In this series Part 1, I addressed Risk Identification. In Part 2, I addressed Risk Probability, Impact and Exposure. In this entry I will discuss the concept of the “Risk Trigger”.
An important aspect of Risk Management is knowing and detecting that the risk has occurred. This is know as a “Risk Trigger”. In some cases it may be obvious. An example of this would be a risk such as “If the project team loses key resource “A”, then the task estimates assigned to “A” will need to be extended which may impact key milestone commitments”. In most cases the PM will know when they have lost a key resource. However, in the case of very large project teams, the key resource may be embedded deep in the project hierarchy, hiding the loss unless there is a communication plan to notify the PM
Your risk triggers must define the method you will use to monitor the risk. For example, if there is a possible change to a government regulation that will impact your project, you can engage your Legal team to monitor the status of this regulation on a regular basis and report any changes directly to the PM.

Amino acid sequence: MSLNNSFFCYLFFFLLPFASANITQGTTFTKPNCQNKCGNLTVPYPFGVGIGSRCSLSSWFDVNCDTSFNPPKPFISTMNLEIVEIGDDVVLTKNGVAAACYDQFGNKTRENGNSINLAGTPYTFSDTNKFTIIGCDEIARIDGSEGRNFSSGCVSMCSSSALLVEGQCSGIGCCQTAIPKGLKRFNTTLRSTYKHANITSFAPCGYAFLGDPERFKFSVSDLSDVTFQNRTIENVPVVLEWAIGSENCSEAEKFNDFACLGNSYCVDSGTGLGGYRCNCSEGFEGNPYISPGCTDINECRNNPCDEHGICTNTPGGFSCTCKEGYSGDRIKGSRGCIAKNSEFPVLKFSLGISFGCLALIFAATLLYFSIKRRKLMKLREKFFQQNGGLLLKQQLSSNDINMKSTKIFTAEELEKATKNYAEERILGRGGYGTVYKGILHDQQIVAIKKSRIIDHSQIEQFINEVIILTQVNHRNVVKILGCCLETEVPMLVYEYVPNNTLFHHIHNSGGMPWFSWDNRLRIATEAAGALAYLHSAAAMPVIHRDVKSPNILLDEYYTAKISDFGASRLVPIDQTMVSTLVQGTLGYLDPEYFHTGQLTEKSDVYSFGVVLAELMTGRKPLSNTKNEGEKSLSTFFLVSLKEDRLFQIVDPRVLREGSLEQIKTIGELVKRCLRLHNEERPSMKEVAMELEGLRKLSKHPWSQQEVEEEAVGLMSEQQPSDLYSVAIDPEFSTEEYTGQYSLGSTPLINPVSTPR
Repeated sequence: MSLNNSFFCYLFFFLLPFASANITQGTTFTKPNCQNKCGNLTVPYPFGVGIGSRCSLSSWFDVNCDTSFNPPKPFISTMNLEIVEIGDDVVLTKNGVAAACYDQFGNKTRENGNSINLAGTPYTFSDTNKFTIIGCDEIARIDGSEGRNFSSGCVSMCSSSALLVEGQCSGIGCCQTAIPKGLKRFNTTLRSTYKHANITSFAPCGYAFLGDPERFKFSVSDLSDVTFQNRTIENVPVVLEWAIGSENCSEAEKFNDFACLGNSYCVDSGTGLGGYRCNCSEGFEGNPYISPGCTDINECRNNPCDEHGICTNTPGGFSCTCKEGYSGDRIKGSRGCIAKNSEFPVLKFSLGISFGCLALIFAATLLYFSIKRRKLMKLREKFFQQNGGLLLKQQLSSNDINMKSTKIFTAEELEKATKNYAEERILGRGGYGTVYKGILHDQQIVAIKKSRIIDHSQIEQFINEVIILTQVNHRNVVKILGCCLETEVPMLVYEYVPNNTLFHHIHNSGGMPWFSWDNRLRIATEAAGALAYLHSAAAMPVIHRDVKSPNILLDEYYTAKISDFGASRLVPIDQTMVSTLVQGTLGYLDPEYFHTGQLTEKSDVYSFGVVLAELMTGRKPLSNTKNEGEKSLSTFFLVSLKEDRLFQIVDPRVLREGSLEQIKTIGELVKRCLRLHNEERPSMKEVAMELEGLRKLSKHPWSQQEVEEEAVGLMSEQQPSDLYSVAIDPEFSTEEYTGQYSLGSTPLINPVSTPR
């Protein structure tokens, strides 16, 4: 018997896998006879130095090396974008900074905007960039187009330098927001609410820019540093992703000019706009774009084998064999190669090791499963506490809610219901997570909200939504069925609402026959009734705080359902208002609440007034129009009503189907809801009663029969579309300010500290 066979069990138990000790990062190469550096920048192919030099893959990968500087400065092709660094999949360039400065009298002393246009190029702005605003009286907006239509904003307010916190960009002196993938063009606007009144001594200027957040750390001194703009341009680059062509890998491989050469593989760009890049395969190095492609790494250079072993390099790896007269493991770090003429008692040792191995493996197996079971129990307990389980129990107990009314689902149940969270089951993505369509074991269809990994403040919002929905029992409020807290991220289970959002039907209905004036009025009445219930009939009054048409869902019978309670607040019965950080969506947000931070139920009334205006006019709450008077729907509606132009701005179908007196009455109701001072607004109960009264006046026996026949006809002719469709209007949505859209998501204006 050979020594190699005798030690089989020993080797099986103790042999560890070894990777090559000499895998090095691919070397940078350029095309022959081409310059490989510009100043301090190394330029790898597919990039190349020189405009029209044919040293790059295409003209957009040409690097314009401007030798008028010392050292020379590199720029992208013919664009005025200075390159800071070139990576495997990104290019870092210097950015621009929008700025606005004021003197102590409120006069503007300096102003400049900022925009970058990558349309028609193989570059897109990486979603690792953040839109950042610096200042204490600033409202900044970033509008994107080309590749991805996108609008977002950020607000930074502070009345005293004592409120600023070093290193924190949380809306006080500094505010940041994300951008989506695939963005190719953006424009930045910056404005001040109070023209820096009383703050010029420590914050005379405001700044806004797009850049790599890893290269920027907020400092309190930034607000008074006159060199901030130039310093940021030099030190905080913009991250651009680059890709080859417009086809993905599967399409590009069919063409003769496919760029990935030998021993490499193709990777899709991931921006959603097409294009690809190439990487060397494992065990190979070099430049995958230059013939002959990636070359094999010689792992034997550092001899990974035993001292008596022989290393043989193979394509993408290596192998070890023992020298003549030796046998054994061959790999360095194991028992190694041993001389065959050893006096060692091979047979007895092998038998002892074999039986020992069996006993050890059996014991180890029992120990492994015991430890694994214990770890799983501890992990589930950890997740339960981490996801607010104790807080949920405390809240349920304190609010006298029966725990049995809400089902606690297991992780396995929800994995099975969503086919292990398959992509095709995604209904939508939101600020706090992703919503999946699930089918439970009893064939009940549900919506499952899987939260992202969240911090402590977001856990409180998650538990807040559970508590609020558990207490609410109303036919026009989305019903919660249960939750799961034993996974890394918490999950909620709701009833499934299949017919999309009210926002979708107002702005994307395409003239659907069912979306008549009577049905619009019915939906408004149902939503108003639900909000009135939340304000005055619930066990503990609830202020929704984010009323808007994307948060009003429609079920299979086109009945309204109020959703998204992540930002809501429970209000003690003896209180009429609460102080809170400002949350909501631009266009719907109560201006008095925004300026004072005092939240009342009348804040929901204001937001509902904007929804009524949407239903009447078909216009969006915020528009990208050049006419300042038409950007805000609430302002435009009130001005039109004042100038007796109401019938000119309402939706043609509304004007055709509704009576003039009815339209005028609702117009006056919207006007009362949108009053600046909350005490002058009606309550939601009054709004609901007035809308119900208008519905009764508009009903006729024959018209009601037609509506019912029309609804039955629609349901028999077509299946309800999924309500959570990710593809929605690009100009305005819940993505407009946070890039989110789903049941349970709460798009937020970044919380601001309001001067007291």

Here is another example: if there is a risk your server capacity is insufficient to meet peak demand, you might direct your technical team to establish monitors for CPU and disk usage and raise a flag if they are approaching the safe limits.
The lesson here is don’t assume you will just know when a risk has occurred. Define Risk Triggers (even the obvious ones) for all of your risks.
Now that you know your risks, exposures, and when they occur, the next step is to manage them with mitigation and contingency plans. I will tackle these topics in the upcoming posts.
Note: Much more detail on Risk Management can be found in my Kindle book “Project Management For The Real World”, available at